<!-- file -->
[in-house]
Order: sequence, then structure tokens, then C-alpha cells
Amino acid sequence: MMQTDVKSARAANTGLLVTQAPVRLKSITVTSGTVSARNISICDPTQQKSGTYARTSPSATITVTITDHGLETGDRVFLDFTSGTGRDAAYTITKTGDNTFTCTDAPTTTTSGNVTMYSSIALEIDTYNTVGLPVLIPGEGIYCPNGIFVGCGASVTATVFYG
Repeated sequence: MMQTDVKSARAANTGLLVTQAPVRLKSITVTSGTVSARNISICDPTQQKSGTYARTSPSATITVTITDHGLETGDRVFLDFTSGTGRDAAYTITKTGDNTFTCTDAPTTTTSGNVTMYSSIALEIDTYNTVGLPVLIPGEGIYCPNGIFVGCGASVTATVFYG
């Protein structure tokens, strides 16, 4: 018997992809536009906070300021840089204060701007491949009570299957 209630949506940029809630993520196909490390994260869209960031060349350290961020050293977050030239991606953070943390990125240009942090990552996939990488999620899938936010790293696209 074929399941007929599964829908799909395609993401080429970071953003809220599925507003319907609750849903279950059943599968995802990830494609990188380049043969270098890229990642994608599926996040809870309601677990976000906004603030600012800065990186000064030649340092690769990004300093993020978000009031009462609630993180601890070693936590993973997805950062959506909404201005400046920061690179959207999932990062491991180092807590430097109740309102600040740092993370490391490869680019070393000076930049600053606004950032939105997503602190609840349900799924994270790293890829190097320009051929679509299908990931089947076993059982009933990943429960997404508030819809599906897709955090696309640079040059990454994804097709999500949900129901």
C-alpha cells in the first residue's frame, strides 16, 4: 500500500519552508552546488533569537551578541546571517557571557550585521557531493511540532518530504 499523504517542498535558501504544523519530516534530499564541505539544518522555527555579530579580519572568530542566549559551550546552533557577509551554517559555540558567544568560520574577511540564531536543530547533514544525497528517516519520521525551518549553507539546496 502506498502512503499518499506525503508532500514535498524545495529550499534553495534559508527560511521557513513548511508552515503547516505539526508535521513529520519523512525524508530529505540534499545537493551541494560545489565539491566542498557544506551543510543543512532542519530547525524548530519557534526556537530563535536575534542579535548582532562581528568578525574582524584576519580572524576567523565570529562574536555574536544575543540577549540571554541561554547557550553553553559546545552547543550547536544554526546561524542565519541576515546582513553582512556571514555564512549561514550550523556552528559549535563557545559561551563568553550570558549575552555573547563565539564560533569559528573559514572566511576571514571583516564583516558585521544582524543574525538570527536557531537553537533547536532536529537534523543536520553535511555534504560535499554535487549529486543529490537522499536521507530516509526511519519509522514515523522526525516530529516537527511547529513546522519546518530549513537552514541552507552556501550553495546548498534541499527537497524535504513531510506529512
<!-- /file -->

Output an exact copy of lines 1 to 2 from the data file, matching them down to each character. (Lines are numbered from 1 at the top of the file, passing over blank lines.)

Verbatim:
[in-house]
Order: sequence, then structure tokens, then C-alpha cells